Right from the start I saw online games for the time suck they were. It was all around me. A friend was clearly addicted to Mafia Wars. She compared it, I think, to cocaine. Not that she'd ever known what that was like, I'd guess. But she said she couldn't stop. If she was on Facebook and didn't play, her "life" would be in peril. She'd be a goner if she didn't actively play and take down others before they got to her.
Sheesh! What stress! I go online to relax, so I knew I'd never want to play a game where I'd need to be constantly on guard to defend my existence, even though it may only be virtual. That game was definitely not for me!
And then I have friends who play FarmVille. So-and-so needs you to watch her baby calf while she goes into town. And she also needs you to water her lettuce while she's gone to market. For real? If I had time to play FarmVille, then I'd be watering lettuce in a garden of my own. Certainly no online games for me.
But then I was invited to play Words with Friends. Now that would stimulate my intellect, I was sure. All my lovely nerdy-wordy friends were playing. Still I did not give in to temptation. If I have time to play with words, I thought, I'd rather read a book, write a blog post, or better yet, start doing something with the ideas for books that are aching to pour out of my head.
So I made a commitment that I'd never play games online or on Facebook. I resolved that the only game I was interested in was the art of conversation, since it gives me great pleasure to keep in touch with friends from my life now and then.
|MyFitnessPal.com is the game I now choose to play.|
Let me back up. Work is always offering some healthy fitness challenge and I took one on recently. Lose to Win it's called. A corporate play on The Biggest Loser. Teams are formed to motivate each other to eat healthy and work out together. The team who loses the most wins. Not sure what could be won in addition to better health, but that's not the point here.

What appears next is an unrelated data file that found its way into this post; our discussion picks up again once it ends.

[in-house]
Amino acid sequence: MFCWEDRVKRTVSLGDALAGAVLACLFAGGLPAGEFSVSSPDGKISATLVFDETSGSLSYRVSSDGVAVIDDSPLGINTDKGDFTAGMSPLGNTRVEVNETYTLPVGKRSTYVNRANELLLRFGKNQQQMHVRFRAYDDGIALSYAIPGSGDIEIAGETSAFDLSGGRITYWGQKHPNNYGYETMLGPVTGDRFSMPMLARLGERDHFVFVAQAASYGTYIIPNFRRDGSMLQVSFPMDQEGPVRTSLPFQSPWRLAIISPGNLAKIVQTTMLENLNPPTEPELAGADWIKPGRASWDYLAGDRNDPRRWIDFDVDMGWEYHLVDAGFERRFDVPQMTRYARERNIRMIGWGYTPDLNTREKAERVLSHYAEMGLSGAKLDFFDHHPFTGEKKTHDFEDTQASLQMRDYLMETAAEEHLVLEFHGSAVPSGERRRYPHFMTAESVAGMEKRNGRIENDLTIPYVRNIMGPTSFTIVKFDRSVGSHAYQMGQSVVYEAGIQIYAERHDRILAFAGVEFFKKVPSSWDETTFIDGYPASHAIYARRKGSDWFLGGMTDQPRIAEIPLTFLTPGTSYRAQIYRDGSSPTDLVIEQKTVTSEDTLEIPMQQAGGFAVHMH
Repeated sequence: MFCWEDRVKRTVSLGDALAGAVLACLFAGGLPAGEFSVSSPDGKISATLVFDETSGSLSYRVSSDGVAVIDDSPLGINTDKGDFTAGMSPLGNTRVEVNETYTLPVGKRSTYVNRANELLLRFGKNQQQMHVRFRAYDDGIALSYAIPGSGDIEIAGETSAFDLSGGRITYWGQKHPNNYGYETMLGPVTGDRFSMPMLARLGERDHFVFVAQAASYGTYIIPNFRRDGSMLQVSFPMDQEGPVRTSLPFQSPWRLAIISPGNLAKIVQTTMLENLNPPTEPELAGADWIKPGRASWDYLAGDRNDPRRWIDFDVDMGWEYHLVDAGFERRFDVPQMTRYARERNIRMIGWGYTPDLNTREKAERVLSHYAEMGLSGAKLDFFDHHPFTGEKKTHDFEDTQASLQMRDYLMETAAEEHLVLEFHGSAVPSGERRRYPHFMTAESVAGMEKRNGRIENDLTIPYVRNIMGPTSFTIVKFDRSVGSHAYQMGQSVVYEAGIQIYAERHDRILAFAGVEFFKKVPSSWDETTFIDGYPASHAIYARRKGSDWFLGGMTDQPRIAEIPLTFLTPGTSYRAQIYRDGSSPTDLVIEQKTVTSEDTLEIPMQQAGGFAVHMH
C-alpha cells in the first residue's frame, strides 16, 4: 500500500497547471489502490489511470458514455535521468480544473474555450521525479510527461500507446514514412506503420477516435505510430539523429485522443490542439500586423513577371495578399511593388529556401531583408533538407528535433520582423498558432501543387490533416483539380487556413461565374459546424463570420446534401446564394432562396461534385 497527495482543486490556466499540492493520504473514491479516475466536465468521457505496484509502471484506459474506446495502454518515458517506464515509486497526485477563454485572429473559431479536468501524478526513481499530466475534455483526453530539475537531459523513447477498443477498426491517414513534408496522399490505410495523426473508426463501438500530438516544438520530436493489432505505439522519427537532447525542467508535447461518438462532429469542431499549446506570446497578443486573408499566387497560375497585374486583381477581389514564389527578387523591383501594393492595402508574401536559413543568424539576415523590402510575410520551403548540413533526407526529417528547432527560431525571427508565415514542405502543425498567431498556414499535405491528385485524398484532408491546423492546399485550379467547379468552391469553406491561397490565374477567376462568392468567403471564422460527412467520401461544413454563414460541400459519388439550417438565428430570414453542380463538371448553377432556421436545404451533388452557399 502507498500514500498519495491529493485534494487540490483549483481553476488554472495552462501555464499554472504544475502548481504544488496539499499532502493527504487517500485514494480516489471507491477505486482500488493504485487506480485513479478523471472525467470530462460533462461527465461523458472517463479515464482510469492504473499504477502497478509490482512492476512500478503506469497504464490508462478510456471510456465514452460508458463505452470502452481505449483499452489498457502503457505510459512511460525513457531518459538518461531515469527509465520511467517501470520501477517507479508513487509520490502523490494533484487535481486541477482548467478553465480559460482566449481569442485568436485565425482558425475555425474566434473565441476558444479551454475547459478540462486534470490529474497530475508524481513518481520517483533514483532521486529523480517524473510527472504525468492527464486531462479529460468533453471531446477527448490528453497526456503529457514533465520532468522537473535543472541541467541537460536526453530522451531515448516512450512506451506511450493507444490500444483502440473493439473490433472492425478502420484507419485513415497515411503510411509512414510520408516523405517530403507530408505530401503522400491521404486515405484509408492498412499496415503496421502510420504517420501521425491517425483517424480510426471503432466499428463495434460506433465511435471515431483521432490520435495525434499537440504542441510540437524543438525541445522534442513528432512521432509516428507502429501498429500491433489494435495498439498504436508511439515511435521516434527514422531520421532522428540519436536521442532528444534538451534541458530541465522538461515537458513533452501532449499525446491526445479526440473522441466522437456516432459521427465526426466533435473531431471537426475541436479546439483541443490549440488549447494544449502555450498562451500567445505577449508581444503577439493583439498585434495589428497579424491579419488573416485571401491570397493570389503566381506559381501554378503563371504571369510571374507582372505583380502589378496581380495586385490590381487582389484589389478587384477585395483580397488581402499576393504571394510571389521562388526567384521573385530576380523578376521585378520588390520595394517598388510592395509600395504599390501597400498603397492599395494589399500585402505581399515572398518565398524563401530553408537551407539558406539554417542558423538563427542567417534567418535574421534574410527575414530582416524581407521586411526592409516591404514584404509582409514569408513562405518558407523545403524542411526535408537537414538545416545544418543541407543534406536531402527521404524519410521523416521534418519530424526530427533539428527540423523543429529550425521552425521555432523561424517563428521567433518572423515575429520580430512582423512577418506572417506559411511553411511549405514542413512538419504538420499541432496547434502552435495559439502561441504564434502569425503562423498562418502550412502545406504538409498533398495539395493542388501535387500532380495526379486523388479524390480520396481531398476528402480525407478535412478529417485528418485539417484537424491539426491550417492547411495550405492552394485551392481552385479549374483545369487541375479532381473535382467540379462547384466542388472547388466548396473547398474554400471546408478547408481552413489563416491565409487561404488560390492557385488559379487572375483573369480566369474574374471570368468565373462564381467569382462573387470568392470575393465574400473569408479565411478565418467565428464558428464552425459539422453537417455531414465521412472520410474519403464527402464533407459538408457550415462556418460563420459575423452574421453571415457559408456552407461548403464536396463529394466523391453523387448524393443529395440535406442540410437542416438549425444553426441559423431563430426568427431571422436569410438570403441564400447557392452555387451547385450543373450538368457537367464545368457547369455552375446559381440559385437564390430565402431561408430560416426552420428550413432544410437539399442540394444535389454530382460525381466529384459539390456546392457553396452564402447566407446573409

The point was I didn't think I could join since I don't need to lose big. I wondered whether I'd be eligible since I'm already a fan of healthy eating and exercise.
But the rules were that even if you only wanted to lose five pounds, it was all about learning and reinforcing good habits and such. I thought about how the eight-week program would take me through bathing suit season. So who wouldn't want to lose five pounds of wintery jiggle that's been hiding under looser clothing? And so I was game for the challenge, if I may say.
And that's where I was introduced to MyFitnessPal.com. As a lifetime Weight Watchers (WW) member having lost 35 pounds of "baby/lack of exercise" weight over 24 years ago, I've always known that the key to weight loss and maintenance is the right combo of healthy eating and exercise. I've come to accept that it really isn't easy for me to maintain a comfortable weight doing one without the other.
Knowledge isn't everything though. You also need to walk the talk. I may know what I need to do to maintain, but sometimes it's easier said than done.
Weight Watchers has certainly taught me that keeping a food journal is a valuable tried-and-true technique to reach a weight loss goal. And with great intentions I've seriously kept many paper weekly food diaries on and off in my 24 years losing and maintaining the same five to ten pounds.
Sometimes it worked and sometimes it didn't.
I always say frame of mind is the third key to weight loss, besides healthy eating and exercise. In my 24 years of staying near or at goal, I've slowly inched up time and again before I'd say enough is enough and snap myself back into losing mode to get back on track.
Whenever I'd reach that point, I'd pull out a WW journal to track my food intake and see where I was going off. Sometimes it all would just click for me and I'd easily adjust to get back in line.